SHANNA HUNTER/THE VARSITY

At the University of Toronto Students’ Union (UTSU) 2018 Annual General Meeting (AGM), a member-submitted resolution was passed that amends the union’s bylaws to allow members to directly vote on member-submitted operational and procedural policy changes.

The motion, submitted by Vice-President University Affairs Josh Grondin, removes the bylaw that requires all policies and procedures to go through the UTSU’s Governance Committee.

This means that members are now allowed to vote on procedural and operation policies through a majority at the AGM. Procedural policies can now be adopted, rescinded, or passed at the AGM with a three-quarters majority, and operational procedures with a simple majority.

Discussion on the motion was heavily focused on the political implications of the policy. Vice-President Operations Tyler Biswurm expressed concern over the makeup of attendees at AGMs, saying, “We’re all insiders here, every single one of us. The normal person does not care about the UTSU.”

An amendment was introduced by Biswurm’s predecessor and former Vice-President Internal Daman Singh that would change the policy to refer all policy proposals to the next Board or UTSU meeting.

Singh’s amendment was further amended by former UTSU President and current UTSU contractor Mathias Memmel, who sought to allow members that submit policies to be allowed speaking rights in all levels of governance.

While Memmel’s amendment to Singh’s amendment passed, the overall amendment failed in a tie vote, meaning that neither passed.

Singh also called for a recount of the UTSU members in attendance right before the vote to pass Grondin’s resolution. This was to ensure that the AGM still met quorum, meaning that at least 50 members had to be physically in the room.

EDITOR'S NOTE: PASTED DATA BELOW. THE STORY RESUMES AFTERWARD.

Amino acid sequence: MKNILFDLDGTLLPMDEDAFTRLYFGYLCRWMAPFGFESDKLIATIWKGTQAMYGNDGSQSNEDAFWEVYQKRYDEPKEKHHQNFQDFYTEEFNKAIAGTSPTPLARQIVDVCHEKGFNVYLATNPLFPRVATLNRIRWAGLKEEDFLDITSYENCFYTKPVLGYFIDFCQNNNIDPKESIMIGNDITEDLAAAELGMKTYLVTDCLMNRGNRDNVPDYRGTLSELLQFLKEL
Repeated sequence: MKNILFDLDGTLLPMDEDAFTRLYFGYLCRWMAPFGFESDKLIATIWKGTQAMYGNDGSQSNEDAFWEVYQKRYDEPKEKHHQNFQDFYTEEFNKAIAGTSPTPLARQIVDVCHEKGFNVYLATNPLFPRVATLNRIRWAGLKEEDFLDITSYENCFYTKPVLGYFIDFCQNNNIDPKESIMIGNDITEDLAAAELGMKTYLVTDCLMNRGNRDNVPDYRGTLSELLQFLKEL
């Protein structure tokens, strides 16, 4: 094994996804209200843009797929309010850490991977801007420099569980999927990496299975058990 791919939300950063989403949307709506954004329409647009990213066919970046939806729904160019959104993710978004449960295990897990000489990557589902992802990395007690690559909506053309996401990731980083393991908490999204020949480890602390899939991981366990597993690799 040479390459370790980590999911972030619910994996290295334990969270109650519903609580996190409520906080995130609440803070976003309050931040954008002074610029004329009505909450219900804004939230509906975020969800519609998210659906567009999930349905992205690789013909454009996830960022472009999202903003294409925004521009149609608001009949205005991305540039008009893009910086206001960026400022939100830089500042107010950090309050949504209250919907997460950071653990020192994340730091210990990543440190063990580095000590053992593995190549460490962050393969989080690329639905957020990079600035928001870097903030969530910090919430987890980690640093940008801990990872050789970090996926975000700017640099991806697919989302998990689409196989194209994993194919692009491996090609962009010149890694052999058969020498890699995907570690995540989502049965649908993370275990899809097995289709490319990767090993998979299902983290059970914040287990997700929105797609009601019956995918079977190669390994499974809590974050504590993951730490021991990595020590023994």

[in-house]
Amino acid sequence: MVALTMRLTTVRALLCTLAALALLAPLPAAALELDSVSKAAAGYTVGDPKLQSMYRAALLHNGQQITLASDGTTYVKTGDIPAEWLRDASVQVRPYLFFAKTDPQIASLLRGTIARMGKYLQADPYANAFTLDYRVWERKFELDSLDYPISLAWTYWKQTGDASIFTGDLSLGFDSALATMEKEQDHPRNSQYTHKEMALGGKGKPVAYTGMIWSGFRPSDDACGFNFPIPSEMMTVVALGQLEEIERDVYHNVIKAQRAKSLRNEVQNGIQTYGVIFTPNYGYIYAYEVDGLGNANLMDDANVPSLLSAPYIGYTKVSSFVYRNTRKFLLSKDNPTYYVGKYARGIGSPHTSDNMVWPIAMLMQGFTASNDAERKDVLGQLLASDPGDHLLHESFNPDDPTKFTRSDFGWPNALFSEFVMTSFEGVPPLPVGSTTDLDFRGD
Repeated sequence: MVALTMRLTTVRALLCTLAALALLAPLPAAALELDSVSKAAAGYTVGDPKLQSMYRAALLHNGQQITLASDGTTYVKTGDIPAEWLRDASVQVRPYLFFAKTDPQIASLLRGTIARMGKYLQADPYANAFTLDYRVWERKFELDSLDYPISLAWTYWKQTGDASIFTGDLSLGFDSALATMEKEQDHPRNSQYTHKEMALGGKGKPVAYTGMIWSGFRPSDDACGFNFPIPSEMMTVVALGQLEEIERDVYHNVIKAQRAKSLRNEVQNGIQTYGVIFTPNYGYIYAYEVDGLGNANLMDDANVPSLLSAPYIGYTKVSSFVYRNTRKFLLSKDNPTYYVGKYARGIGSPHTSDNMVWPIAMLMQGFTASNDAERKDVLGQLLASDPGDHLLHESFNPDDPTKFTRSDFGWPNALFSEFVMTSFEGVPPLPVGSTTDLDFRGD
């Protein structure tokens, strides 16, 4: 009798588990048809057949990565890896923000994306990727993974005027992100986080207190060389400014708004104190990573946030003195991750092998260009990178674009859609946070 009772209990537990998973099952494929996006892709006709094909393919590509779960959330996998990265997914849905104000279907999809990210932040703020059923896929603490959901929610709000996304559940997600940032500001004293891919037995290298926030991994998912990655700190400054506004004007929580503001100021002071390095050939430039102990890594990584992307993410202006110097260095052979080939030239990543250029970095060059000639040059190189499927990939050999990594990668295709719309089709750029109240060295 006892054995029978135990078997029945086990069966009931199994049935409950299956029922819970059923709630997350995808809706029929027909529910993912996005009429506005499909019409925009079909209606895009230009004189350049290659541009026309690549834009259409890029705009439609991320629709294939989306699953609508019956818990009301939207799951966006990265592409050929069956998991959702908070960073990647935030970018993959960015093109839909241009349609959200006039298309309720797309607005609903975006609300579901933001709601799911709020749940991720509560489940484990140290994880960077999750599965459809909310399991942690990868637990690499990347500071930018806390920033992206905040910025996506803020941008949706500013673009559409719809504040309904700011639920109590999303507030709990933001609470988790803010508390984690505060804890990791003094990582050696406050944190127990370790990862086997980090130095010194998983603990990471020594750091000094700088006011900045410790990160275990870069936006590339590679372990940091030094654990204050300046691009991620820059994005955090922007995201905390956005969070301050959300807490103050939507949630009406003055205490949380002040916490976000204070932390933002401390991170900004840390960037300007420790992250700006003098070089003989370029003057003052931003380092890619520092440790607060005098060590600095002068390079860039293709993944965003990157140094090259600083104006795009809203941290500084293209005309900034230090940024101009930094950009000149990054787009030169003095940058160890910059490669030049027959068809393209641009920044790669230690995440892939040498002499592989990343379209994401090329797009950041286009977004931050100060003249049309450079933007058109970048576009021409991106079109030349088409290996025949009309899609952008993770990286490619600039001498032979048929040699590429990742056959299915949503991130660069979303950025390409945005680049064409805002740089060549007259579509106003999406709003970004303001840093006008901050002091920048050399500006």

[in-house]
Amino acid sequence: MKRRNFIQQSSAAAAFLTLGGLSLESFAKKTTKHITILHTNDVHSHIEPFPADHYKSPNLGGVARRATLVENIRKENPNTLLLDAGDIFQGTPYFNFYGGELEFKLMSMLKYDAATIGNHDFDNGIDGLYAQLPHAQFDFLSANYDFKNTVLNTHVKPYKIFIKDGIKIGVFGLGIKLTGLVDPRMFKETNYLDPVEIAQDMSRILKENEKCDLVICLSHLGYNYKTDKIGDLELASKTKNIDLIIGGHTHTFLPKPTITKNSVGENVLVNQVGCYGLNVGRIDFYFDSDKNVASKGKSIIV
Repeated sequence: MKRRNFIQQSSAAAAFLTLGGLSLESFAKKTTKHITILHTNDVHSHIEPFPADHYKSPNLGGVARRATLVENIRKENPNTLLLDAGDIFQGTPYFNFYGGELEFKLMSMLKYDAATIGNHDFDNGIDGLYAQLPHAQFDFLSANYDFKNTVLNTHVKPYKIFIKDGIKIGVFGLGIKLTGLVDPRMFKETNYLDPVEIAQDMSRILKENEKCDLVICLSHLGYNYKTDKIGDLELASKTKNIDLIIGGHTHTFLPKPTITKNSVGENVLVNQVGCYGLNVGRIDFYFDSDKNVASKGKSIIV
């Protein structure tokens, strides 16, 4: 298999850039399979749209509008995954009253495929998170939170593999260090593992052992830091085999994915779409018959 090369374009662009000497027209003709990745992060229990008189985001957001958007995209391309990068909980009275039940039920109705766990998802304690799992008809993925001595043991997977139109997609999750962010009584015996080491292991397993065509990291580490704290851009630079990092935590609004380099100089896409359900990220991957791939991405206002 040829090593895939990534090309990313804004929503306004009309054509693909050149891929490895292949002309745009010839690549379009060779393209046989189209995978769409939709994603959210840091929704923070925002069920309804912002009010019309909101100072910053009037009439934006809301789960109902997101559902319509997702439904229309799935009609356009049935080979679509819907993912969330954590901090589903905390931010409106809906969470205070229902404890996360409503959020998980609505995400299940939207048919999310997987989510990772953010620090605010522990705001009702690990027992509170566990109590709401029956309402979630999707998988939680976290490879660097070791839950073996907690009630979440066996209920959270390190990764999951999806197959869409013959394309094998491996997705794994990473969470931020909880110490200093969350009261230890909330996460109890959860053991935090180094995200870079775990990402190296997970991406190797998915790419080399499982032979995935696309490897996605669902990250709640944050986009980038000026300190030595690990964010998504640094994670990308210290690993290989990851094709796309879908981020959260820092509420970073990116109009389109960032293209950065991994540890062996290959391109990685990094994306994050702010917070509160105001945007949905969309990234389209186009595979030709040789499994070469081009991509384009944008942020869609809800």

While the room did not have 50 members physically present, one member cited language from the Canada Not-for-profit Corporations Act that allows resolutions to be voted on as long as quorum was met at the beginning of the meeting, which the speaker used as reasoning to continue the AGM.

As such, the motion was able to proceed to a vote, and the inquorate members voted to pass it.

In an interview with The Varsity, Biswurm said that he believed the assembly was wrong to vote on the resolution without quorum.

“I would say everybody’s decision to sort of defer to the will of the assembly that didn’t meet those requirements was wrong.”

In a statement to The Varsity, Grondin emphasized the need for accountability and accessibility within the UTSU. He described the old bylaws as “problematic,” and said that he hopes the new resolution will allow members to feel “a sense of belonging and empowerment.”

On the issue of quorum, Grondin felt that it was unfortunate the resolution didn’t pass with the bylaw-intended number of members in the room.

“I think there’s a reason that a membership of 50,000 cannot get 50 people into a room for its AGM, and this stems from students not feeling empowered or invested in the UTSU. Even without quorum in the space at the time, this motion introduced a new power to our members that they did not have before, which I think is a great step.”

— With files from Ilya Bañares, Hannah Carty, Ann Marie Elpa, Josie Kao, and Adam A. Lam

Update (November 8, 5:38 pm): This story has been updated to include comment from Grondin.

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